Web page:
Mail and Shipping
The Turkish for "post office" is postane. Post offices are painted bright yellow and have "PTT" (Post and Telegraph Organization) signs on the front. Most post offices are open Monday through Friday between 8:30 am and 5:30 pm, with some central locations in larger cities also open on Saturday, usually for shorter hours. Turks use franking machines in post offices rather than postage stamps. The latter are still available at post offices but are mainly sold to philatelists and nostalgists. Envelopes and boxes may be sold in kiosks not far from post offices.
Mail sent from Turkey can take from 3 to 10 days, or more, to reach a destination in Europe or abroad. Be warned that the mail service is erratic and that you may arrive home long before your postcards do.
Postage rates are frequently adjusted to keep pace with inflation. It generally costs about $1 to send a postcard from Turkey to the United States. Shipping a 10-pound rug home via surface mail will cost about $35 and take at least three to four weeks to arrive.
If you want to receive mail in Turkey and you're uncertain where you'll be staying, have mail sent to Postrestant, Merkez Postanesi (Central Post Office), in the town of your choice.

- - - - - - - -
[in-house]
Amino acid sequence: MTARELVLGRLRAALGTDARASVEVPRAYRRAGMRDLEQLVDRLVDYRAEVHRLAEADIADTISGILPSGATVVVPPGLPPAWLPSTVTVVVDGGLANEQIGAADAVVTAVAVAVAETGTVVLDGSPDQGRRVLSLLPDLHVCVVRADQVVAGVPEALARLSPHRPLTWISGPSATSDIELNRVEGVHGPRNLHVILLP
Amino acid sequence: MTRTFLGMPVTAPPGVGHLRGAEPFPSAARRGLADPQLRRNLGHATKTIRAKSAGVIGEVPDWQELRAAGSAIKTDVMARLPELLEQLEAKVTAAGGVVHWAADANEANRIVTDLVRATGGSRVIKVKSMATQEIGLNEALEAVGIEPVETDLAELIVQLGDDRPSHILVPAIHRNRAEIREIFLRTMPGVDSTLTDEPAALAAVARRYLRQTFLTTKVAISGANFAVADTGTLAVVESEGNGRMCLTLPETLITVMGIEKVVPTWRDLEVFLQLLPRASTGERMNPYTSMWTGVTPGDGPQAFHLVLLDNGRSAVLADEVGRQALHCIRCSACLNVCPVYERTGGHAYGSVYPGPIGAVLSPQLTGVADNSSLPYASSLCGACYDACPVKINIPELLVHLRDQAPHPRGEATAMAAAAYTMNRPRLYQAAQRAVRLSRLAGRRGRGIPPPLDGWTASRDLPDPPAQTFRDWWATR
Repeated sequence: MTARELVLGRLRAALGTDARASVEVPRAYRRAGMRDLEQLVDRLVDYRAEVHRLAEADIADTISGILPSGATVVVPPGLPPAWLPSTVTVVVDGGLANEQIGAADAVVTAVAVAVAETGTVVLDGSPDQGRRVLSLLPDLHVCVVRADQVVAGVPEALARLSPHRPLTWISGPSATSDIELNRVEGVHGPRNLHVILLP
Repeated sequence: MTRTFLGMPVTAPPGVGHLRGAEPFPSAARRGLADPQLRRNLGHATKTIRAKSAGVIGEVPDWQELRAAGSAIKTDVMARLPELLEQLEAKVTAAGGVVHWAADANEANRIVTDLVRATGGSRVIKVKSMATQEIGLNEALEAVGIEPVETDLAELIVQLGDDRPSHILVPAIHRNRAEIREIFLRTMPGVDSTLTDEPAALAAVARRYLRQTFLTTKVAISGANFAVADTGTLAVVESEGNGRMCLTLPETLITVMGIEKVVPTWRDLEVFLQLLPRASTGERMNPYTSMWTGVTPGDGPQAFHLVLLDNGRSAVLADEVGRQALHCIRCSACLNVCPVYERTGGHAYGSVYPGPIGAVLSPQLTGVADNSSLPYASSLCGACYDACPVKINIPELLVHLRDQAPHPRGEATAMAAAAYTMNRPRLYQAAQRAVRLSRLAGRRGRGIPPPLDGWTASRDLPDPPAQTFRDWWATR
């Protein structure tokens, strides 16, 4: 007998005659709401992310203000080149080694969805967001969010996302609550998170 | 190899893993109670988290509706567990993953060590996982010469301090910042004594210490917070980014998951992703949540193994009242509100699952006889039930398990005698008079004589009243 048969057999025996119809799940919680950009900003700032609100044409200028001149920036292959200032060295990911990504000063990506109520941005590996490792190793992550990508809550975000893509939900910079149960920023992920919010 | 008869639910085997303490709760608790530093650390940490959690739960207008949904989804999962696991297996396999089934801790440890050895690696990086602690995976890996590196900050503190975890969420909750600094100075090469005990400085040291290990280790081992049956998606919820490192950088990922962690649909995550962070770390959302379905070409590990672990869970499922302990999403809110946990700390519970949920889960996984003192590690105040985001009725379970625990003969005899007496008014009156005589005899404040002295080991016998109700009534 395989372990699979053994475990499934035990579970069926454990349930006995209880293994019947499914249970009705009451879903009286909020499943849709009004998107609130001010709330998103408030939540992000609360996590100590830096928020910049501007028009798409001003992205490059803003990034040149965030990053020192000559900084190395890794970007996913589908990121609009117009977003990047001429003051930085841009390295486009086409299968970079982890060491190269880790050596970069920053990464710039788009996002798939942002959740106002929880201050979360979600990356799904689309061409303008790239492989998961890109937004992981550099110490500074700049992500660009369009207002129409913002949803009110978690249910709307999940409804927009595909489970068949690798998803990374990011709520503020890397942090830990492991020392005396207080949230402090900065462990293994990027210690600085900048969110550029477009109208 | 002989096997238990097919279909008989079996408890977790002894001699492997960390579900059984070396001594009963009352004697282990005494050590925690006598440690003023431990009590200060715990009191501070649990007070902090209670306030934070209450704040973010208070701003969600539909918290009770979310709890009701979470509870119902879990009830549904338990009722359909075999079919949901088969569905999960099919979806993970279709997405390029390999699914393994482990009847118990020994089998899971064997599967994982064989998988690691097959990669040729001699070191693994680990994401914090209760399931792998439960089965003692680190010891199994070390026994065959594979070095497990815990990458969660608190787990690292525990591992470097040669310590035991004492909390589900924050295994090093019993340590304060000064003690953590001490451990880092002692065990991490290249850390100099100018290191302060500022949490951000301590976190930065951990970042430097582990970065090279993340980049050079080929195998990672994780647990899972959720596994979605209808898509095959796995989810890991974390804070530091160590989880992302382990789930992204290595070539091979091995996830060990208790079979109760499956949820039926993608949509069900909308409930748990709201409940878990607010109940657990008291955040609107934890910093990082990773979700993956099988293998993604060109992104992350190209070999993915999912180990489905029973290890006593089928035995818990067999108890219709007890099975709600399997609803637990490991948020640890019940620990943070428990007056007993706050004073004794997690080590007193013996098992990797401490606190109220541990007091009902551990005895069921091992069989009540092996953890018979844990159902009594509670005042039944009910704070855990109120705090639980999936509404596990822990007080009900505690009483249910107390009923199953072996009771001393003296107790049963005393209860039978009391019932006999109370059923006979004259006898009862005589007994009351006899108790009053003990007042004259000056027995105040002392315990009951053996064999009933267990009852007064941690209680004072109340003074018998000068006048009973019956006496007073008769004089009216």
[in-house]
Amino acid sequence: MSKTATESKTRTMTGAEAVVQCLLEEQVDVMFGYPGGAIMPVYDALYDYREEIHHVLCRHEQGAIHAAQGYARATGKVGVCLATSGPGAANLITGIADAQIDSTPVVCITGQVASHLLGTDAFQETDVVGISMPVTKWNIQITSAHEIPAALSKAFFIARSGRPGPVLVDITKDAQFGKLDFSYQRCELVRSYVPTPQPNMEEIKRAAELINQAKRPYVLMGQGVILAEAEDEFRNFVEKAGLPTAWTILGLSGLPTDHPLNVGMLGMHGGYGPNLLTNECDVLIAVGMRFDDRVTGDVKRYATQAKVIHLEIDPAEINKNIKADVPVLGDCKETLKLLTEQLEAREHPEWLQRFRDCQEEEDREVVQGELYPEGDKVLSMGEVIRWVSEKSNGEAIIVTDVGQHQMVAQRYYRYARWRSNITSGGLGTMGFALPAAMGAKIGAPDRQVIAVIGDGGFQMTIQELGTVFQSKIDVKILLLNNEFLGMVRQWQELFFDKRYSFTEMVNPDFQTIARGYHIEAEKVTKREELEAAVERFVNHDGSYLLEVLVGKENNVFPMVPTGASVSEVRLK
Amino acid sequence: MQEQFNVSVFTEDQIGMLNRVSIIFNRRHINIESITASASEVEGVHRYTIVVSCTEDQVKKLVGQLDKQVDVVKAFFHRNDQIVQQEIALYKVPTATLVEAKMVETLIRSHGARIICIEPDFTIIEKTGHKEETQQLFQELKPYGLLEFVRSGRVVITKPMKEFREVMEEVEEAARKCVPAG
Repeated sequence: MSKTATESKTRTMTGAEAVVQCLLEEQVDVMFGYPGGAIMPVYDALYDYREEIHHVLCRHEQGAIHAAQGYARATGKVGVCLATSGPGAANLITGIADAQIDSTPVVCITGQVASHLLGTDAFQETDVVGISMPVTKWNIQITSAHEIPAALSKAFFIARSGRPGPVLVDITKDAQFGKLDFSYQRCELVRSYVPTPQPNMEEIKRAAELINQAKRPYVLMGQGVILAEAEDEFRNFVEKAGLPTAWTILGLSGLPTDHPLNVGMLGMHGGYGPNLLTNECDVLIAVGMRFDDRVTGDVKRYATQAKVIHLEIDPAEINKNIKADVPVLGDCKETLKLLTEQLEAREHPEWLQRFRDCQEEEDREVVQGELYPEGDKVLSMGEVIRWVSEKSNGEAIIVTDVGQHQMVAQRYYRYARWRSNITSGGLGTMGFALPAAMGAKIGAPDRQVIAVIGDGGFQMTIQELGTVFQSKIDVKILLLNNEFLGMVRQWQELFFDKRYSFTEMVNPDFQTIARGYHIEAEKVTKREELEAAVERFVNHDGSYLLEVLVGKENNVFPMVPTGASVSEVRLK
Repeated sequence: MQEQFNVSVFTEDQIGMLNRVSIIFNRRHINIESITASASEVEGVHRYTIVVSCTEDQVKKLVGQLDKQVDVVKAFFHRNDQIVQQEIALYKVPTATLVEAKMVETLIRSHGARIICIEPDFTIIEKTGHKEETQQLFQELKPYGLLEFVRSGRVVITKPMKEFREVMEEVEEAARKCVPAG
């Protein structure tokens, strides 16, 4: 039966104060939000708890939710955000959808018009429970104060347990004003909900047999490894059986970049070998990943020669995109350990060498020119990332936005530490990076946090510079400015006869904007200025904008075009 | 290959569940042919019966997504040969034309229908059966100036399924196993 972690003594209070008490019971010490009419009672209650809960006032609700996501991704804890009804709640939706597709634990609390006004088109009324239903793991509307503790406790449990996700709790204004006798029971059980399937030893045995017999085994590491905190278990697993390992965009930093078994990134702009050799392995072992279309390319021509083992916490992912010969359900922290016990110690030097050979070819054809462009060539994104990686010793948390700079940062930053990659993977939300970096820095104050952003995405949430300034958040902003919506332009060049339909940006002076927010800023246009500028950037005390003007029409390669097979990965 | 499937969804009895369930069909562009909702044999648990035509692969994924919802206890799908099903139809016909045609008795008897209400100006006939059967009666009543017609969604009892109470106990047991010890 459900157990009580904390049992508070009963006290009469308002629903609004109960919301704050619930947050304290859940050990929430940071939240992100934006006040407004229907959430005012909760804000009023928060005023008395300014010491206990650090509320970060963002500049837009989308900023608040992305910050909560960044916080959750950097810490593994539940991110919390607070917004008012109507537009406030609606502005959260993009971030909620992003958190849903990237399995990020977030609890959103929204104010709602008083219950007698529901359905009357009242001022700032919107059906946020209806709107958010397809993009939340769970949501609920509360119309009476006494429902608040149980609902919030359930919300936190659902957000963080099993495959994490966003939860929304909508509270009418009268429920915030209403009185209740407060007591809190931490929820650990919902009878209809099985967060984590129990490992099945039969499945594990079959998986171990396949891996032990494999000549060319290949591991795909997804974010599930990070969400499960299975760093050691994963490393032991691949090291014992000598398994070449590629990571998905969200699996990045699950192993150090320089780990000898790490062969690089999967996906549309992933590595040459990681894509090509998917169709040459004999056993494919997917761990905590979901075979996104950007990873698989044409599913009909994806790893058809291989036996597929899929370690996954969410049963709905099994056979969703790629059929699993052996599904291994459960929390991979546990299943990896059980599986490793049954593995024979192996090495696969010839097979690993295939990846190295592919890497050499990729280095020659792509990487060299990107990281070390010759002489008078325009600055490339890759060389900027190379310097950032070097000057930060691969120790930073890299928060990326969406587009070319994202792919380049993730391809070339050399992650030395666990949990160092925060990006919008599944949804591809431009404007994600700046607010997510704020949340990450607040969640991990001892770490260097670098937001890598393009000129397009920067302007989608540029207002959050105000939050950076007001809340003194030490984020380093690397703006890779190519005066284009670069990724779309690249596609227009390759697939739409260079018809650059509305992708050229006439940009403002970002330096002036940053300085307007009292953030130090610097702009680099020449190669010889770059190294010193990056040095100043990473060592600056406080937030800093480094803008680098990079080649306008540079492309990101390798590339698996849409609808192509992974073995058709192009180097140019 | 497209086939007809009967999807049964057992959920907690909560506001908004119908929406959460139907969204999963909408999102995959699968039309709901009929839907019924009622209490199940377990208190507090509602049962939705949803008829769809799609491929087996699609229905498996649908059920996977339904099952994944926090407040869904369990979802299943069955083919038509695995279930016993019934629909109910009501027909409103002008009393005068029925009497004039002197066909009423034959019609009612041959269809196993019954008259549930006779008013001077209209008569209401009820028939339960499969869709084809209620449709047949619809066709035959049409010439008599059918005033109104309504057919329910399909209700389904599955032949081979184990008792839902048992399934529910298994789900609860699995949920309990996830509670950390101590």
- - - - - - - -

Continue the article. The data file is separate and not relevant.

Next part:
Overnight and Express Services
The main couriers (DHL, FedEx, UPS, etc.) have offices in Istanbul, but it will probably take three days for a package to reach the United States or United Kingdom.
Some stores and sellers in bazaars will offer to arrange to ship goods for you but where possible, it's better to carry your purchases home with you—even if you have to pay for excess baggage. Most parcels sent from Turkey through the postal service do eventually arrive at their destination, but be aware there is a risk they may become damaged or lost in transit. (Unscrupulous sellers have also been known to swap out the item actually purchased for a cheaper one of poorer quality.) Other alternatives, such as courier services or shipping companies, are quicker and more reliable but often very expensive.